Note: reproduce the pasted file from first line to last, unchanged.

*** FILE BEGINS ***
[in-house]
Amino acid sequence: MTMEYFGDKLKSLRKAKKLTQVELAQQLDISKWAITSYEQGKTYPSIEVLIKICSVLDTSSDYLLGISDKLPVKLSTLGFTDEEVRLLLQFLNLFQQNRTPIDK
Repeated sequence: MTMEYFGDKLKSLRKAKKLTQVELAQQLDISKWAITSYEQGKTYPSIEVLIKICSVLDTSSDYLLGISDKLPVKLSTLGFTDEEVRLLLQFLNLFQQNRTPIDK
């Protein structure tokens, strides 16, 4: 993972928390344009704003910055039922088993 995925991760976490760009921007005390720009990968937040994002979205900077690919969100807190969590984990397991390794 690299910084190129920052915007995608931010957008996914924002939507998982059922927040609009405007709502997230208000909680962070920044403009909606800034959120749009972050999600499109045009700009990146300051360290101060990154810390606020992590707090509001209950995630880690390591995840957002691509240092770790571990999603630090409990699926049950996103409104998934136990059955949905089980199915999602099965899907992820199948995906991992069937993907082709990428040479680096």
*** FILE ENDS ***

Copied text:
[in-house]
Amino acid sequence: MTMEYFGDKLKSLRKAKKLTQVELAQQLDISKWAITSYEQGKTYPSIEVLIKICSVLDTSSDYLLGISDKLPVKLSTLGFTDEEVRLLLQFLNLFQQNRTPIDK
Repeated sequence: MTMEYFGDKLKSLRKAKKLTQVELAQQLDISKWAITSYEQGKTYPSIEVLIKICSVLDTSSDYLLGISDKLPVKLSTLGFTDEEVRLLLQFLNLFQQNRTPIDK
């Protein structure tokens, strides 16, 4: 993972928390344009704003910055039922088993 995925991760976490760009921007005390720009990968937040994002979205900077690919969100807190969590984990397991390794 690299910084190129920052915007995608931010957008996914924002939507998982059922927040609009405007709502997230208000909680962070920044403009909606800034959120749009972050999600499109045009700009990146300051360290101060990154810390606020992590707090509001209950995630880690390591995840957002691509240092770790571990999603630090409990699926049950996103409104998934136990059955949905089980199915999602099965899907992820199948995906991992069937993907082709990428040479680096």